Safe Church—Abuse Defined
In general terms abuse happens anytime someone intentionally harms another in any way, often to gain control over the other for the personal gain of the abuser. Adults may encounter different forms of abuse, such as rape or sexual assault, as well as physical, psychological, verbal, financial, spiritual, and emotional abuse. Those most vulnerable—children and elderly individuals—are frequent targets of abuse, often by those closest to them (family members, caretakers, teachers/pastors/coaches).
Abuse is not limited to any cultural, educational, or economic level, or even religious affiliation. Religious figures are sometimes the most abusive, as they use their beliefs to oppress, harm, or kill those who disagree with them, even those who espouse similar beliefs. Abuse is not only directed by men against women—it also occurs in women against men, and by people of either gender toward those of the same gender.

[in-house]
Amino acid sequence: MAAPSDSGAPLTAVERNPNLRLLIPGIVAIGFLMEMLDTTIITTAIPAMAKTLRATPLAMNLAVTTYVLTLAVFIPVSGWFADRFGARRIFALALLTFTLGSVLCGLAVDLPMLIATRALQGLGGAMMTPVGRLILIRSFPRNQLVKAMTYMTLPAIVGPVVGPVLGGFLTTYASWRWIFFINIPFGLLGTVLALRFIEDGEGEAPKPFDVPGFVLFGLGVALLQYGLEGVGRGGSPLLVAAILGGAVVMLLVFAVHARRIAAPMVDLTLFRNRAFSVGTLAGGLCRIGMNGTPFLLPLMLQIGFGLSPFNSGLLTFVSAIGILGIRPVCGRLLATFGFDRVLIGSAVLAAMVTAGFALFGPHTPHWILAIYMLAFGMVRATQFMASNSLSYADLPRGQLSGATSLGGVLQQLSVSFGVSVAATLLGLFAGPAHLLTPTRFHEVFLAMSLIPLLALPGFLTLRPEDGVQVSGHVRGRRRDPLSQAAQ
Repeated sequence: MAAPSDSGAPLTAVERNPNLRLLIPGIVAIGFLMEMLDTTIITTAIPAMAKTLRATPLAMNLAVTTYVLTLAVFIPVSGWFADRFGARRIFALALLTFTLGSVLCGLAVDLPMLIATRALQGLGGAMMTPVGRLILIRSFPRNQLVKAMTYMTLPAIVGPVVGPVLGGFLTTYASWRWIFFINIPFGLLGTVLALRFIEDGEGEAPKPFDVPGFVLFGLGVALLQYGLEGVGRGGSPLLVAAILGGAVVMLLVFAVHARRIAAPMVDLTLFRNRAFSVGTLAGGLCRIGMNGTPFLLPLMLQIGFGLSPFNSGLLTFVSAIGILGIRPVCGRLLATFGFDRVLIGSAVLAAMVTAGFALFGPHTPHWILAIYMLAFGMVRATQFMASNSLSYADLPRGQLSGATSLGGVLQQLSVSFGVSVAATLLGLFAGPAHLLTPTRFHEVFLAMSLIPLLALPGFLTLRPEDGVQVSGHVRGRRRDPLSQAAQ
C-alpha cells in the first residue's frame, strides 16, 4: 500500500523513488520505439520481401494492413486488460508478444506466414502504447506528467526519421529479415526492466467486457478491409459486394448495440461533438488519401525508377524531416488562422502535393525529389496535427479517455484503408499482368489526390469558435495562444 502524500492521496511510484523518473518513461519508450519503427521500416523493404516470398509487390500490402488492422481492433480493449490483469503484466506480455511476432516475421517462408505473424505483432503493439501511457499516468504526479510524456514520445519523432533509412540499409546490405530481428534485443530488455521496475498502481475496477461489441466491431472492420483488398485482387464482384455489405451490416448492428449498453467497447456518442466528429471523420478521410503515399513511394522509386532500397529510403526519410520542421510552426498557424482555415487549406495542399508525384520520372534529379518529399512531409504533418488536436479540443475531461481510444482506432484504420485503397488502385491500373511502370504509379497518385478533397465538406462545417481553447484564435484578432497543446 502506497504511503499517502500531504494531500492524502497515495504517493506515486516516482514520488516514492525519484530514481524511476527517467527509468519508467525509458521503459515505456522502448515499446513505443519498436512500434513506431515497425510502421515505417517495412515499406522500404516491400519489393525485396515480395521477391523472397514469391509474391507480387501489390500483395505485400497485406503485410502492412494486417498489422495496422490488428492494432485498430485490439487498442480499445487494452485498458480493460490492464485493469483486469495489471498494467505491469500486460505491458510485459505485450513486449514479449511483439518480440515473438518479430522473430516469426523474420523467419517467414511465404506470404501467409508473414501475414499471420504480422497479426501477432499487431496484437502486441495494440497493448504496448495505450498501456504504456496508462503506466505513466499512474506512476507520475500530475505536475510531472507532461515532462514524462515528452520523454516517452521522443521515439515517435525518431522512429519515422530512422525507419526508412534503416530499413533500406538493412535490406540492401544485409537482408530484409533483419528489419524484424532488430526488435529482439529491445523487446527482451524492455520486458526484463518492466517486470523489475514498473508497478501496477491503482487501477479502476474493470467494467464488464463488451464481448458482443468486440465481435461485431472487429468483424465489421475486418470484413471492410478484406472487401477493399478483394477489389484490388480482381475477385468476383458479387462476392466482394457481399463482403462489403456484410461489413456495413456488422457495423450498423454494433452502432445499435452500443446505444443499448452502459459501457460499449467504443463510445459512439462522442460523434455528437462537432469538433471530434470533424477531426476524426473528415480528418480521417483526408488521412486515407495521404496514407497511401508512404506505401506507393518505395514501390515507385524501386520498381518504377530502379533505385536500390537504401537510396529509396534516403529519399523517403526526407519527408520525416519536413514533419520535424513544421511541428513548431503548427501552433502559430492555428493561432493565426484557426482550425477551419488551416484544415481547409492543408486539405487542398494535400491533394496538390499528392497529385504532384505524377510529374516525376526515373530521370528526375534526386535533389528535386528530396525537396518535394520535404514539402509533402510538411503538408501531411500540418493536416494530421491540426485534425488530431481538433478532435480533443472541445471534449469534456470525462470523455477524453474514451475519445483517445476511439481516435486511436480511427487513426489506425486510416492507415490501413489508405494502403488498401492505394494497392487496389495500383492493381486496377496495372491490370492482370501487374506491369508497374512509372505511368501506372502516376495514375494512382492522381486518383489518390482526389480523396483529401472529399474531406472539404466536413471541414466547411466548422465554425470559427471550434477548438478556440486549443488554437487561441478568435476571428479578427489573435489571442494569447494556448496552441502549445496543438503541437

Abuse is not about anger, addictions, stress, unfulfilled sexual desires, or any behavior of the victim; it is about control. Truly abusive situations exist when one party seeks to control the other and attempts to do so by force.
Claudio and Pamela Consuegra are director and associate director, respectively, of the Department of Family Ministries for the North American Division.
Source: Adventist World, September 2019
2020 Q3, Mosaic newsletter